Notes from the 11th London International String Quartet Competition
Audience opinion once again differs from that of the judges
Another national double act, this time from France, was the Ardeo Quartet and the Quatuor Voce. The latter’s Haydn “Sunrise” showed some original ideas, particularly in the playful phrasing of the first violin. There was individual style also evidenced in the Ardeo’s Haydn Op. 76, No. 2, though not perhaps with the same degree of polish as the Voce. The third national coupling was of two British quartets, the Finzi and the Solstice. Highlights here included a neatly played, but perhaps too deliberate Haydn Op. 64, No. 4, from the Finzi and a convincing Bartók Third Quartet from the Solstice.
A Finnish quartet, the Kamus, was the only quartet that stood up when it played and the only quartet, besides the Finzi with Britten’s Third, to venture outside central Europe in its choice of 20th-century work, with Schnittke’s Third Quartet. The only American ensemble was the Jasper String Quartet, currently the graduate string quartet in residence at Yale University (they took the top prize at several competitions last year). The Jasper played a somewhat underpowered Haydn Op. 76, No. 5, a solid Adès, and a fine Mozart “Dissonance” quartet, in which the group effectively brought out the inner voices.
No Anglo-American quartet made it to the semifinals, though the pairs of French and German quartets did, along with the KNUA and the Danish.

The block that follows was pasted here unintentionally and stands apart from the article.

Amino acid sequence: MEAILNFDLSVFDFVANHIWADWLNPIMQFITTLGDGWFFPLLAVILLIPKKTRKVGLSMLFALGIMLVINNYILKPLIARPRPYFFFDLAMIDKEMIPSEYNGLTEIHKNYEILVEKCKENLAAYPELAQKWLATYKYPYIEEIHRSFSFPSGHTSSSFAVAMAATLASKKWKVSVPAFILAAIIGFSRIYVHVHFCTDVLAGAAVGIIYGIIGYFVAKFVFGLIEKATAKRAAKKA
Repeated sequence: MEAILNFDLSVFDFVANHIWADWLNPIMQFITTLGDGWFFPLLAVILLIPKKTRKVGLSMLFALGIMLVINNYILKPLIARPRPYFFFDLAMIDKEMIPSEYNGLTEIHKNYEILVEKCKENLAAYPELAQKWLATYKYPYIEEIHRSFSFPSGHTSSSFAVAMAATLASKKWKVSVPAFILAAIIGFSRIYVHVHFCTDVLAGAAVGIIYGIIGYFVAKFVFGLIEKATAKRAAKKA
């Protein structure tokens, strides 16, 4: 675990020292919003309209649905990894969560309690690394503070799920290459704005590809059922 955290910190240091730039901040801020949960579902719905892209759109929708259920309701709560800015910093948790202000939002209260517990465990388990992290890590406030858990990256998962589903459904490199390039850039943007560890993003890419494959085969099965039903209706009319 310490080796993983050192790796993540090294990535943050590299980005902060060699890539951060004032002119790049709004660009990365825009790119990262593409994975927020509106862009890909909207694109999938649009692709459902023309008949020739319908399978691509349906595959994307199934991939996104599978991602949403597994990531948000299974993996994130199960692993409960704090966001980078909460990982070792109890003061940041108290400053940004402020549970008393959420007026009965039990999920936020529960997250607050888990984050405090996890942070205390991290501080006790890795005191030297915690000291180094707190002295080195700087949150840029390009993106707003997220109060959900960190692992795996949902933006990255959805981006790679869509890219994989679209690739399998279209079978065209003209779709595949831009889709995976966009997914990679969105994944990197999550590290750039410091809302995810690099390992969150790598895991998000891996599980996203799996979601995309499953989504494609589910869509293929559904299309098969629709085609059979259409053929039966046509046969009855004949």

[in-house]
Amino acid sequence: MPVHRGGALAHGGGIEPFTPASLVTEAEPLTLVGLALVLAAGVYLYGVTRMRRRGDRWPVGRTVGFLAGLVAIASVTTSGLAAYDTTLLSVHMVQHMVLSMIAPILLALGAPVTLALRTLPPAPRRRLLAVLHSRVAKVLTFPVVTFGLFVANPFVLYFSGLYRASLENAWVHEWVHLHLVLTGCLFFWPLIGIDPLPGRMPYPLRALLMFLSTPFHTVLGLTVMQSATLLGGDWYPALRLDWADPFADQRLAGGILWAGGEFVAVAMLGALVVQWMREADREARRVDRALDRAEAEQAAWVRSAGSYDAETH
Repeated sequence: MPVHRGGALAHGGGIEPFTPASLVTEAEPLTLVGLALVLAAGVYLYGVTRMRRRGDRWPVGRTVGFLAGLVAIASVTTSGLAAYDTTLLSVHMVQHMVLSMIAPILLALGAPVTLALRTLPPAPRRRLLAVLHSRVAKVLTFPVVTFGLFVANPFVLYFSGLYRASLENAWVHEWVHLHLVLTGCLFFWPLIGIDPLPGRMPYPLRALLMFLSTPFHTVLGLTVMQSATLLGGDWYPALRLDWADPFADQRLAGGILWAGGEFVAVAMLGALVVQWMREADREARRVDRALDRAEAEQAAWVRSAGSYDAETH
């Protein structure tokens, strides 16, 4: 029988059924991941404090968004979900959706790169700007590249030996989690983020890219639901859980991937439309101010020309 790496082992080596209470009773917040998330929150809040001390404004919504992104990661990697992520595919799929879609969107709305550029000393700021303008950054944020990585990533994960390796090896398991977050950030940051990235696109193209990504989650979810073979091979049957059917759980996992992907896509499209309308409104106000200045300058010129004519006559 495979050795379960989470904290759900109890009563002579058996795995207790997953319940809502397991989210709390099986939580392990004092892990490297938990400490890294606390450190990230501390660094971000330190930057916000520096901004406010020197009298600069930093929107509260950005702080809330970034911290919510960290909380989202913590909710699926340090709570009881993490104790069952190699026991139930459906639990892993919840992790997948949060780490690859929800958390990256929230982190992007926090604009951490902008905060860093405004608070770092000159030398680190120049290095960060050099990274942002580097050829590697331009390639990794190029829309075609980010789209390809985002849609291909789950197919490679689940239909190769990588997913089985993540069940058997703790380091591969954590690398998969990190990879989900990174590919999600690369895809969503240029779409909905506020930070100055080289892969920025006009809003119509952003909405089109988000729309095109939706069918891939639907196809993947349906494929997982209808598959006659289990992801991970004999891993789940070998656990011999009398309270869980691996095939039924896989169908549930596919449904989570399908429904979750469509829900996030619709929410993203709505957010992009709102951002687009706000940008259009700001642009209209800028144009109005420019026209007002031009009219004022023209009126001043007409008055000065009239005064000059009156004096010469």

It was a game of two halves in the all-Beethoven program of the semifinals: Op. 74 (Amaryllis, Signum), Op. 131 (KNUA, Voce), and Op. 127 (Ardeo, Danish). This programming handily allowed the audience to compare and contrast the interpretations of these three quartets. The Amaryllis sailed smoothly through the treacherous opening of the Op. 74, while the Signum was in better control of the work’s overall shape and found the right balance between the inner string melodies and the first violin scrambling at the end of the first movement. In Op. 131, the KNUA produced a rich sound, but couldn’t match the edge-of-the-chair approach of the Quatuor Voce. Finally, in Op. 127, the Danish, once again with an attention-grabbing, assertive manner, put the Ardeo’s more restrained version in the shade.